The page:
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History shows Rams will have tough choice with No. 2 pick

The St. Louis Rams are in a tricky spot.

With the second overall pick of the draft, they aren't under quite as much scrutiny as the Miami Dolphins, who own the top choice.

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Last 20 No. 2 picks

But it's extremely close.

Theoretically, the Rams -- who haven't chosen this high since trading to No. 1 for Orlando Pace in 1997 -- are in position to land the second-rated prospect of the entire college crop. In a year such as this, where there is no consensus No. 1, they could very well end up with a player that they (and many other teams) actually rated higher than the first one chosen.

They also could end up with the messiest of uncooked omelet facials.

Miss on the second overall pick, and you can count on receiving every bit of the harsh and endless criticism that the team picking at the top can expect if its selection flops, if not more.

Does the name Ryan Leaf ring a bell? He is the poster child for colossal draft busts. He also was a second overall pick (by the San Diego Chargers in 1998). Crazy as it sounds now, there were many NFL observers who actually believed that Leaf would become a better quarterback than the one taken ahead of him, Peyton Manning.

Maybe the name Tony Mandarich sounds familiar. Before Leaf came along, his was the face on the aforementioned poster. And, yes, he, too, was a second overall pick (by the Green Bay Packers in 1989). The player taken ahead of him, Troy Aikman, has a bronze bust in his likeness in Canton, Ohio.

Another historically poor No. 2 choice was Rick Mirer, selected by the Seattle Seahawks selected in 1993.

Of course, history shows that the second overall pick has produced its share of Pro Football Hall of Fame inductees as well -- eight to be exact.

The general feeling around the league is that with highly talented prospects such as defensive linemen Chris Long (Virginia), Vernon Gholston (Ohio State) and Glenn Dorsey (LSU), offensive tackle Jake Long (Michigan), and running back Darren McFadden (Arkansas), a team with a top-five pick should feel confident about getting a quality player. The Rams are planning to have all five, plus 25 other potential draftees, visit them in mid-April, less than two weeks before the draft.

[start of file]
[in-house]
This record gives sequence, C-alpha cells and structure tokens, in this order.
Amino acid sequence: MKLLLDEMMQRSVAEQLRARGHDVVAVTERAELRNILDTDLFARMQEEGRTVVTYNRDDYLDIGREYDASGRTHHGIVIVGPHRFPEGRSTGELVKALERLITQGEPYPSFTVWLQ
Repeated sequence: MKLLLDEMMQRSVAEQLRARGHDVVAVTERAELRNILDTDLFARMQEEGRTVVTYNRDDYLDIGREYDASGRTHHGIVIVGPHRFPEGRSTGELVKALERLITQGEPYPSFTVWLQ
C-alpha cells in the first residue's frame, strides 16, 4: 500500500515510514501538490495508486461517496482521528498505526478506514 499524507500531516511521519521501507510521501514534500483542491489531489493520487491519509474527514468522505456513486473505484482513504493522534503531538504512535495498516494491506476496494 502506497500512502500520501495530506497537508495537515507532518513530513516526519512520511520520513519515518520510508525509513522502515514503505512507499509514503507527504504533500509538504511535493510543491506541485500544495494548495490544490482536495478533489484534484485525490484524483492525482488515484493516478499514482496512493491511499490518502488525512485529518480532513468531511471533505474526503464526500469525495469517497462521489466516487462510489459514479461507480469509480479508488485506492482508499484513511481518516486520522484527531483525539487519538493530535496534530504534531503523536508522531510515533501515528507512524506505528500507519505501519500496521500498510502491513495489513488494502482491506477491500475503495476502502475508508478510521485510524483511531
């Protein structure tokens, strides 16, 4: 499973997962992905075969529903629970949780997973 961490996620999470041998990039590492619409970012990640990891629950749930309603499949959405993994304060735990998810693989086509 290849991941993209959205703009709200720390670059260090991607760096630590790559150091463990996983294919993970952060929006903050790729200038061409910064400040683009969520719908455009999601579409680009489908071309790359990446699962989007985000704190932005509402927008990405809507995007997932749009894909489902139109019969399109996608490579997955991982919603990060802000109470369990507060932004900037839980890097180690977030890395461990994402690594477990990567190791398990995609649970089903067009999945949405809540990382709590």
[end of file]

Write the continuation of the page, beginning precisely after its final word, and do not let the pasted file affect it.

"The magic of drafting isn't so much filling the needs of your roster, but getting guys that are going to help you win," Rams coach Scott Linehan said. "I think these guys are all going to be very good candidates for injecting some help to our team in some areas where I think we're going to need it."

The No. 2 spot also can be attractive to teams in the lower portion of the first round looking to trade up for a player who wouldn't likely otherwise be available to them. Such deals have happened three times in the past dozen years.

Still, the Rams can't be comforted by the fact the past dozen years have yielded mixed results for the team with the second overall pick.

Conclusions on the last three -- Calvin Johnson (wide receiver, Detroit, 2007), Reggie Bush (running back, New Orleans, 2006), and Ronnie Brown (running back, Miami, 2005) -- are pending. Then, again, after Mario Williams' breakout performance last season, there was plenty of talk that the Houston Texans -- who drew heavy ridicule for passing on Bush -- had it right all along when they used the No. 1 overall pick in '06 on the former North Carolina State defensive end.

By far, the best No. 2 choice since 1996 has been Donovan McNabb, the five-time Pro Bowl quarterback of the Philadelphia Eagles.

The next tier from the last 12 years includes Carolina Panthers defensive end Julius Peppers (2002) and former Washington Redskins linebacker LaVar Arrington, each appearing in three Pro Bowls.

At the bottom are Leaf, Robert Gallery (offensive tackle, Oakland, 2004), and Charles Rogers (wide receiver, Detroit, 2003).

The Rams will do their best to avoid having their name attached to such players. It won't be easy. As Indianapolis Colts president Bill Polian points out, there is "no such thing" as a can't-miss prospect. For proof, he points to a study of 27 drafts that showed about half of the picks failed to pan out.

"It never fails," Polian said of the invariable flops. "It's an inexact science … if you can call it a science."

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